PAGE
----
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To get an the average distance from zero after N steps, the following argument was used: The distance after one step is 1. If after some steps, the distance is D, then with the next step the distance is either D-1 or D+1. The squares of the distances after the next step are either D^2-2D+1 or D^2+2D+1. Since both are equally likely, the change in distance is just the average of them. Adding them up and dividing by two, to take the arithmetic mean. the new distance squared is D^2+1. Since the square of the distance is 1 after the first step and increases by one every step, therefore the distance after N steps is the square root of N, on average when both jumps happen as often.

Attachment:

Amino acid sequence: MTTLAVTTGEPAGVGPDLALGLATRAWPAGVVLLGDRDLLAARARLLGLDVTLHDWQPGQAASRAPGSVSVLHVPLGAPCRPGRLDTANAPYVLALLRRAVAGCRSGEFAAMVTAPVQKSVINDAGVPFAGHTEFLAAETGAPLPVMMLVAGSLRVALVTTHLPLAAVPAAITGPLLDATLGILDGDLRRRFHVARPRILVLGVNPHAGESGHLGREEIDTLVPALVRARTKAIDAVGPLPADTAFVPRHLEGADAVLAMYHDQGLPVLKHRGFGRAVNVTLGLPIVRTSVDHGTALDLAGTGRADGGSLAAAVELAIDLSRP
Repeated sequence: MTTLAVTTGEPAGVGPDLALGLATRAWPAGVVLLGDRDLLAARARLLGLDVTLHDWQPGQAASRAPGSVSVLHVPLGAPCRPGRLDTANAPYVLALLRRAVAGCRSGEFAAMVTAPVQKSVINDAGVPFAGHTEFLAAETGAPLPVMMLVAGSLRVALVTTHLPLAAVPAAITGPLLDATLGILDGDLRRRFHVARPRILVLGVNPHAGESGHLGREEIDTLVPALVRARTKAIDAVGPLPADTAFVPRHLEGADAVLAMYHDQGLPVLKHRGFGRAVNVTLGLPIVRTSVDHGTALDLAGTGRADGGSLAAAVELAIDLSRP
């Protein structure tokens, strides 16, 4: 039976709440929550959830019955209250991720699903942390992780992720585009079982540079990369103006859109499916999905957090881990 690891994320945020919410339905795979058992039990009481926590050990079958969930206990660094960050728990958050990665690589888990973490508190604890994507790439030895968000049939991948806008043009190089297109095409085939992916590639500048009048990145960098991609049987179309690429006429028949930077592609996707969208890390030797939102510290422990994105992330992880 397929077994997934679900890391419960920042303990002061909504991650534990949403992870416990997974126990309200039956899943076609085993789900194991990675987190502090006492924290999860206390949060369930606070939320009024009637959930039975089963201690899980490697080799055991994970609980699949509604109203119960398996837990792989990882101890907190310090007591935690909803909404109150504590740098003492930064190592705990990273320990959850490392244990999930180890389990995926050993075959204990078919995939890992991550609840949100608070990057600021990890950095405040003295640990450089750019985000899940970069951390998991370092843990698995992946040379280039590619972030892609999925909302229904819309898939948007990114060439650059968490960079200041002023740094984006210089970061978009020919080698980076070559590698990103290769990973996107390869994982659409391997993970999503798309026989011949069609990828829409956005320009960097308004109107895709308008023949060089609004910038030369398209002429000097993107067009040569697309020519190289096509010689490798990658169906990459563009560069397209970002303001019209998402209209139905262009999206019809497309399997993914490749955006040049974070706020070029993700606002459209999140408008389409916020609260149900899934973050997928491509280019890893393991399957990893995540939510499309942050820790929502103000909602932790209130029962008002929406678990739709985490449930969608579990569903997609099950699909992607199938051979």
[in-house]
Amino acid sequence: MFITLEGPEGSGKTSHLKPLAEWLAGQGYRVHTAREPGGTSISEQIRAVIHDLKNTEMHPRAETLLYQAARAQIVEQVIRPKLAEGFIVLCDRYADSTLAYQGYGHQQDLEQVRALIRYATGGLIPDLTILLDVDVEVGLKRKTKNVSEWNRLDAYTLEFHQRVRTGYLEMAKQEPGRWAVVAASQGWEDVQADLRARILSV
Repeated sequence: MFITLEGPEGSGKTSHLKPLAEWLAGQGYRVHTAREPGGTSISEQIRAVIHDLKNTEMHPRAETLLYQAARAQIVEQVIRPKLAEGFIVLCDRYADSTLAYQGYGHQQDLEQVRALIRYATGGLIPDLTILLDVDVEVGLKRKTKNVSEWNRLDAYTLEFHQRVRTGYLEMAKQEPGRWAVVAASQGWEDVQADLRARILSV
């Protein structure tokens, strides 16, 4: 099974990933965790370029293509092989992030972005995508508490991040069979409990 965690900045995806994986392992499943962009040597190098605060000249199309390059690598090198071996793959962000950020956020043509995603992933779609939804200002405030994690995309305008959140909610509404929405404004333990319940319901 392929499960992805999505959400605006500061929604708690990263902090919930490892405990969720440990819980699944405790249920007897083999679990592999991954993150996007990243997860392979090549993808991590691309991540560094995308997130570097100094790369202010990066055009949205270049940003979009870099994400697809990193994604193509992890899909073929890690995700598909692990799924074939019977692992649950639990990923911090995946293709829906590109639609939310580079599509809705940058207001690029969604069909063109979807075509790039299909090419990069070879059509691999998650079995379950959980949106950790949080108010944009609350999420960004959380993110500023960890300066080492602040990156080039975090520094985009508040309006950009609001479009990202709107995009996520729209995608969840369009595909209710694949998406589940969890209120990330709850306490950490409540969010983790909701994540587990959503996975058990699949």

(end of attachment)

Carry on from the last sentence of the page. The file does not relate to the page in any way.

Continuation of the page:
Considering the case after one step, since both jumps are as likely, to zero and two, the same argument says that the average distance is the square root of two. But why is that, since jumping to 0 or 2 is just as likely, they happen as often and therefore the average distance should be one.

Instead shouldn't it be said that since the distance is either 0 or 2, we should take the average of them and not of the squares to get the average distance?

What is the reasoning for using the squares? If I square 9 and 11 and take the square root of their average, I don't get 10.